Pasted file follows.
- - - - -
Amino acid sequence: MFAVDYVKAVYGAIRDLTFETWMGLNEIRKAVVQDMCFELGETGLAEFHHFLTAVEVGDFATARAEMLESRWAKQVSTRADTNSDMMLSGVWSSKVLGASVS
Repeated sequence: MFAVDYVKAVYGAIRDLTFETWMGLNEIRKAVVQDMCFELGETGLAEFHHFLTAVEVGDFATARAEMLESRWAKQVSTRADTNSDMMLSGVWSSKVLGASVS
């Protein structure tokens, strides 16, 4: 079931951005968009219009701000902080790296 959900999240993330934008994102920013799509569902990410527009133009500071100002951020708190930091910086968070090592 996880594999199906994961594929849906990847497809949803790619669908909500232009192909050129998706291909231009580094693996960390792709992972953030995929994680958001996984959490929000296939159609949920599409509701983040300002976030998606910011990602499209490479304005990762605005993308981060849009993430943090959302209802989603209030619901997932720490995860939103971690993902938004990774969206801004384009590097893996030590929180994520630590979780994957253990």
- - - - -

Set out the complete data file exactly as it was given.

Amino acid sequence: MFAVDYVKAVYGAIRDLTFETWMGLNEIRKAVVQDMCFELGETGLAEFHHFLTAVEVGDFATARAEMLESRWAKQVSTRADTNSDMMLSGVWSSKVLGASVS
Repeated sequence: MFAVDYVKAVYGAIRDLTFETWMGLNEIRKAVVQDMCFELGETGLAEFHHFLTAVEVGDFATARAEMLESRWAKQVSTRADTNSDMMLSGVWSSKVLGASVS
């Protein structure tokens, strides 16, 4: 079931951005968009219009701000902080790296 959900999240993330934008994102920013799509569902990410527009133009500071100002951020708190930091910086968070090592 996880594999199906994961594929849906990847497809949803790619669908909500232009192909050129998706291909231009580094693996960390792709992972953030995929994680958001996984959490929000296939159609949920599409509701983040300002976030998606910011990602499209490479304005990762605005993308981060849009993430943090959302209802989603209030619901997932720490995860939103971690993902938004990774969206801004384009590097893996030590929180994520630590979780994957253990």